The 'JIN' Japan Inc Newsletter
A weekly opinion piece on social, economic and political trends
Issue No. 445 Wednesday, December 19, 2007, Tokyo
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The Mega Tomato and the Mega Tamago—Big Macs with a big tomato
and a large egg respectively—are bursting out of advertising
posters all over Japan. As McDonald’s sporadically tries to
upgrade its image into a healthier more responsible brand, deep
down in the organization, nobody is fooled about the fact that
Mega Macs equal Mega McSales. This March, when the Mega Mac was
re-introduced, McDonald's Japan broke sales records reaching
43.05 billion yen for the month (http://tinyurl.com/36ha45).
This November the company declared a 9-month net profit of 6.54
billion yen, and group sales increased by 12% compared with
last year. The company has roughly 3,800 outlets in Japan and
in Tokyo’s Shibuya there are six restaurants within a 200 square
meter area—claimed to be the densest concentration of
McDonald’s in the world.
On Friday, the group expanded its Japanese frontiers by opening
its first outlet on Ishigaki island, its most southernmost
outpost so far—and it’s not really possible to get much further.
The store opening was a big event on the small island of 40,000
people and apparently cars have been queuing up for the
drive-through ever since (see
Interestingly, Ronald, lurking in the back of the photo of the
opening, puts paid to the rumor spread a couple of years that
Japan was dumping the clown in favor of a sexier female version
However, there has also been recent trouble for McDonald’s Japan
after it found that some its franchises had been selling food
passed its sell-by-date. This is something that the fickle
Japanese media has been raging about over the last few weeks
with other food outlets, such as the convenience store Lawsons,
getting into trouble for the same offence. This scandal has
negatively affected McDonald’s performance on the JASDAQ since
it broke, but it seems unlikely that this dent will be
significant as Japan’s appetite for junk food seems to go larger
and larger—Burger King returned to Japan this summer and
smaller, admittedly more gourmet chains such as the TK Hamburger
Inn, are breaking into the market as well (also see
For those who fear the Japanese market and worry whether their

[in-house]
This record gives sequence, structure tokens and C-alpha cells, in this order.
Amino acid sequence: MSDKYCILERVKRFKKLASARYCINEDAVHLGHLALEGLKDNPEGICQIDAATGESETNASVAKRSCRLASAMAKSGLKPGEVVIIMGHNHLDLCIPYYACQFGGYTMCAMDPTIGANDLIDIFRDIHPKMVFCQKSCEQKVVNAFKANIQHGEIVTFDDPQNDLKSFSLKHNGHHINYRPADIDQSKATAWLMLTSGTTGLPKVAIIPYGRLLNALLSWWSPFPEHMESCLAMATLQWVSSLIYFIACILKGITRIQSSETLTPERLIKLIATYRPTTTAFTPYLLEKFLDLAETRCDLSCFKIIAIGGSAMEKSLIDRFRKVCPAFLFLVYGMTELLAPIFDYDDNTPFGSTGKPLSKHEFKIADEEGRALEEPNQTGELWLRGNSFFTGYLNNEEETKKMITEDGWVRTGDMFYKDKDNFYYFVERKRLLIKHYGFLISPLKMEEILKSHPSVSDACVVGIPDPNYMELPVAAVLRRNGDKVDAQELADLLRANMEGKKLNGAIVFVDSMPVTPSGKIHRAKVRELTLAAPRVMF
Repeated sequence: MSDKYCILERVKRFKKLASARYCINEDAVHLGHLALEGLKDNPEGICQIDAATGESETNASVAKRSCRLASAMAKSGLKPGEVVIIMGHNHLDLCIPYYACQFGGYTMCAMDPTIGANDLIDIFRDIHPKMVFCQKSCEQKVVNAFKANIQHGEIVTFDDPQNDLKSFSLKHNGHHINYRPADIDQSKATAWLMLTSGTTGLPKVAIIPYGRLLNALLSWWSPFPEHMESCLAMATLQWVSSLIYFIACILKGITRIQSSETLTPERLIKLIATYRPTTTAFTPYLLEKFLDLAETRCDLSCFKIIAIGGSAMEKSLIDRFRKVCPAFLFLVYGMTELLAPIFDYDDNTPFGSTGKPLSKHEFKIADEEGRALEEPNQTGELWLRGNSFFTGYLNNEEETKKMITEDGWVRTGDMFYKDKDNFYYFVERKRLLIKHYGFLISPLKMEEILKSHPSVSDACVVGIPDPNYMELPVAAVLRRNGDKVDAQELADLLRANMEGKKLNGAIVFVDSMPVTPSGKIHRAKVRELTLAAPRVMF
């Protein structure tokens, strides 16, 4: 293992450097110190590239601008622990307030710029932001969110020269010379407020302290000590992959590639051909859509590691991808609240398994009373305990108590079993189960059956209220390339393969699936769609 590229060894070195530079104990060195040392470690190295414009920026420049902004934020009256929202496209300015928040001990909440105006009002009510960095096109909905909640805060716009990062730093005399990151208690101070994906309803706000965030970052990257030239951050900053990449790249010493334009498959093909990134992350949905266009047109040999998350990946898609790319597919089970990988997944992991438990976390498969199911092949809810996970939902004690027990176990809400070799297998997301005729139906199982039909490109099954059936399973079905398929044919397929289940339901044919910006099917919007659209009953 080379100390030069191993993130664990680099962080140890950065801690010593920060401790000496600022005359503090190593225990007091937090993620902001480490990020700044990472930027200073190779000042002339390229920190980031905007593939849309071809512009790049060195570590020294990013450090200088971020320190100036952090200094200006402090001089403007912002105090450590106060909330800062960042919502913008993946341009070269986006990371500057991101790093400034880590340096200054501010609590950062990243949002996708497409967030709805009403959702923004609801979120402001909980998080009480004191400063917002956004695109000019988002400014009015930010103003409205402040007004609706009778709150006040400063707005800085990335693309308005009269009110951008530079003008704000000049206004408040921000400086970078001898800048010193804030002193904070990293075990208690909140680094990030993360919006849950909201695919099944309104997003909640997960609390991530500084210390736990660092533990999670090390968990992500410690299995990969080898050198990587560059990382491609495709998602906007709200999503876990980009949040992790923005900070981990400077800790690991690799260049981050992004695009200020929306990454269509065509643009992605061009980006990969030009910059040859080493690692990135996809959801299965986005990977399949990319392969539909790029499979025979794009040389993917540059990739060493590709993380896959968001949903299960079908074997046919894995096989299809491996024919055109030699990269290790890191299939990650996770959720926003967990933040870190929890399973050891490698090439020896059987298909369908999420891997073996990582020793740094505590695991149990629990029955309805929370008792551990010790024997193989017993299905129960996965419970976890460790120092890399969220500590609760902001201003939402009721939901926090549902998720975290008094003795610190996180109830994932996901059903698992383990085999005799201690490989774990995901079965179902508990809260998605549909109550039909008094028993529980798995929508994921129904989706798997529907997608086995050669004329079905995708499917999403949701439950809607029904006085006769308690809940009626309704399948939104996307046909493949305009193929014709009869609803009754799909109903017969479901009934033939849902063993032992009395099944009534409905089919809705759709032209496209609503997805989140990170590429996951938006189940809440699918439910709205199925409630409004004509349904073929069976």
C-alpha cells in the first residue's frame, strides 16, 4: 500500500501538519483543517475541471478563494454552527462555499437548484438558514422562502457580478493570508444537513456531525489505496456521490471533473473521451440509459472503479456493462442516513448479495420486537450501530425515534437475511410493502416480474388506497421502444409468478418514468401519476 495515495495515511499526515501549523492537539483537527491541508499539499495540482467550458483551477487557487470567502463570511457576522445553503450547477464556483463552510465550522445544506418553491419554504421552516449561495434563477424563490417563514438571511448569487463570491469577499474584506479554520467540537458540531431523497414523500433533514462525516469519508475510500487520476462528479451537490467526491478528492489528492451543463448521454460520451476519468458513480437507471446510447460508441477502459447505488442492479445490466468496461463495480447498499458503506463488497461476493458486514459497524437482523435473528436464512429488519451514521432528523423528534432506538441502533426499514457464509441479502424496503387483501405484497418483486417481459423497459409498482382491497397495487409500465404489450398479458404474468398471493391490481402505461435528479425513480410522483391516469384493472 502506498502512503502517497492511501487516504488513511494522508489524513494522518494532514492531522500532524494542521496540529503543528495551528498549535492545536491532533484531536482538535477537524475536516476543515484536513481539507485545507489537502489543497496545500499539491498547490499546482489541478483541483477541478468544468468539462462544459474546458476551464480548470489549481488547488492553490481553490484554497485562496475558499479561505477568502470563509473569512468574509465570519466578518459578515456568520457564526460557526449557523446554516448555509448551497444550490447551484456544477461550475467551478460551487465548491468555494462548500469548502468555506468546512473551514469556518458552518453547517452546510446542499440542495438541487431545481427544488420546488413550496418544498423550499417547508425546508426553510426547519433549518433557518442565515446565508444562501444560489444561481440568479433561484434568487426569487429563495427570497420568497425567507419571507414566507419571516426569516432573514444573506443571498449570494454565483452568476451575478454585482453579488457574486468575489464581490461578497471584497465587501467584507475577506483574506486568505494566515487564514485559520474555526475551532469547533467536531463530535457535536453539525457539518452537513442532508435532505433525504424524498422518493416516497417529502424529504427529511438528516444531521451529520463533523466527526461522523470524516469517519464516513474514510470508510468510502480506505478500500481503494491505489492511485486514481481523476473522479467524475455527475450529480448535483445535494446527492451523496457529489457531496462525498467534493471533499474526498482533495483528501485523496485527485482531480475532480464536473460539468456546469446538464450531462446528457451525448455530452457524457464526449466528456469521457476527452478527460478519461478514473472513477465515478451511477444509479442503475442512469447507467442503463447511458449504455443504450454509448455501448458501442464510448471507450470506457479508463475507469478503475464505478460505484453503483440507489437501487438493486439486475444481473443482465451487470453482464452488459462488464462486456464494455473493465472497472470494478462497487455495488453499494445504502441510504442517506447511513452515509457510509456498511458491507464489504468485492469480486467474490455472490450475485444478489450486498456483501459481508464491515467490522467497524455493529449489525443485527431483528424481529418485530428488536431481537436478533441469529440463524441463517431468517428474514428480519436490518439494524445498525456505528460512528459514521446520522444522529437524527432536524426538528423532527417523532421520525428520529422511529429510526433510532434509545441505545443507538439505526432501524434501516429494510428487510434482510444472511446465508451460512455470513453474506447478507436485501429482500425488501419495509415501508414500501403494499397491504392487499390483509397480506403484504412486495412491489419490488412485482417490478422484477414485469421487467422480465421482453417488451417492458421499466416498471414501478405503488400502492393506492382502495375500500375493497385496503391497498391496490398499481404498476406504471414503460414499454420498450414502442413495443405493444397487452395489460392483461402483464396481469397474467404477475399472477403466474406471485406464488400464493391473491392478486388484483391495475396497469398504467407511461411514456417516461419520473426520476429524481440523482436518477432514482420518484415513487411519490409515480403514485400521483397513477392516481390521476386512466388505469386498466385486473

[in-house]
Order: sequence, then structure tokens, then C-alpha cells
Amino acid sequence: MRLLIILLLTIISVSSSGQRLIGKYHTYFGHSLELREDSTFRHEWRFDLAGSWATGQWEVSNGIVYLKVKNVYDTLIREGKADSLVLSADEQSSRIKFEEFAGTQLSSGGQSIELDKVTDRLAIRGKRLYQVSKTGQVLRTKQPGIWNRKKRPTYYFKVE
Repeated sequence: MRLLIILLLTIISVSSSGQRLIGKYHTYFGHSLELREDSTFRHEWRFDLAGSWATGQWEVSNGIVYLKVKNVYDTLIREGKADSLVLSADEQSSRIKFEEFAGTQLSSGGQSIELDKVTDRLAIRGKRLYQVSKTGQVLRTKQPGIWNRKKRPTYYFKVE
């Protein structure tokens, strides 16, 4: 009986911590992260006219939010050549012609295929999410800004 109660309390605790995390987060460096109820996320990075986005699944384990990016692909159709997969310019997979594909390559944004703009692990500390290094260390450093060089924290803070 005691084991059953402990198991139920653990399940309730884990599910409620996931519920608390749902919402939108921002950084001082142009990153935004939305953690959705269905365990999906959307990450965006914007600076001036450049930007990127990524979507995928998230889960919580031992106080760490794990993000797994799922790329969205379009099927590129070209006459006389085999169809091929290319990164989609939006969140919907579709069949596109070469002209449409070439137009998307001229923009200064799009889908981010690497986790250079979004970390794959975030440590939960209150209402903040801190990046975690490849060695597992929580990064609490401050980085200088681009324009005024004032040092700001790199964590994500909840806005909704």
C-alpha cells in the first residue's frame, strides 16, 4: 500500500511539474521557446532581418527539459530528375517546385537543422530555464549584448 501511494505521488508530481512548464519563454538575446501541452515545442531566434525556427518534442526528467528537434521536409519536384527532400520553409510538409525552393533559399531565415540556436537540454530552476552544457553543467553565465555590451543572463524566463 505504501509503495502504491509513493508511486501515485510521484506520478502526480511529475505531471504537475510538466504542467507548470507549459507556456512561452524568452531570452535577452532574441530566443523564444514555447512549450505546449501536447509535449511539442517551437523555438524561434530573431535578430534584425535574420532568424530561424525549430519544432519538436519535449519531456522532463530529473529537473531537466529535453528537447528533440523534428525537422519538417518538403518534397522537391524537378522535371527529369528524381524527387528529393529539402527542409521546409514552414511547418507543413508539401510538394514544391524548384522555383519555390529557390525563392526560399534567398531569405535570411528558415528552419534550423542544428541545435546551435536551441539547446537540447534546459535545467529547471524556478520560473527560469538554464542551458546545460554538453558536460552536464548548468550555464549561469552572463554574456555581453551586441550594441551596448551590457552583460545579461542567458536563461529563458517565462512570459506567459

products can succeed in it, the story of McDonald’s Japan is an
inspirational one. When Den Fujita set up the Japan side of
McDonald’s in 1971, there can have been few people as optimistic
about the potential of the brand in Japan as the man himself.
Indeed for Fujita, the introduction of fast food into Japan went
beyond business and arguably became a cultural mission although
his tongue was probably placed firmly in his cheek when he
proclaimed: "the reason Japanese people are so short and have
yellow skins is because they have eaten nothing but fish and
rice for two thousand years... if we eat McDonald's hamburgers
and potatoes for a thousand years we will become taller, our
skin become white and our hair blonde.” In reality, McDonald’s'
success in Japan has come from its ability to maximize its
strengths (cuteness, convenience, cheapness) as well as adapting
to local sensitivities (the teriyaki burger, and so on). The
McDonald’s in Kyoto even blends in by having brown background
signs instead of red ones (http://tinyurl.com/2bymct).
More recently, McDonald’s in Japan has adapted to the specifics
of the market in more modern ways. Nutritional information has
become readable on cell phones via a QR (Quick Response) code
and, in Shinjuku, plans are afoot to open Studio M, a testing
site for new products and for the training of staff. The company
also manifested some marketing wizardry when it recruited the
celebrity model Ebi-chan to promote its new shrimp (‘ebi’)
Outside of burgers and fries, the parent company, Fujita & Co
is an interesting market player with a mixed record of success
apart from McDonald’s. It took a stake in Toys R Us in Japan
which has done relatively well but it also partnered with the
sandwich company ‘Pret-A-Manger’ which crashed and burned rather
quickly, largely the result of high prices that couldn’t compete
in the good value lunchtime market. This year, in a more overt
tie-up, McDonald’s partnered with NTT DoCoMo to distribute
coupons electronically and take payments via cell phones.
Back in 2002 McDonald’s struggled in Japan, as it did in other
markets due to bad publicity and a downturn in consumer
confidence resulting from the BSE scare. It is possible to say
the business has now turned a corner and will carry on growing
in the near term, despite the Christmas rush to KFC.
By Peter Harris
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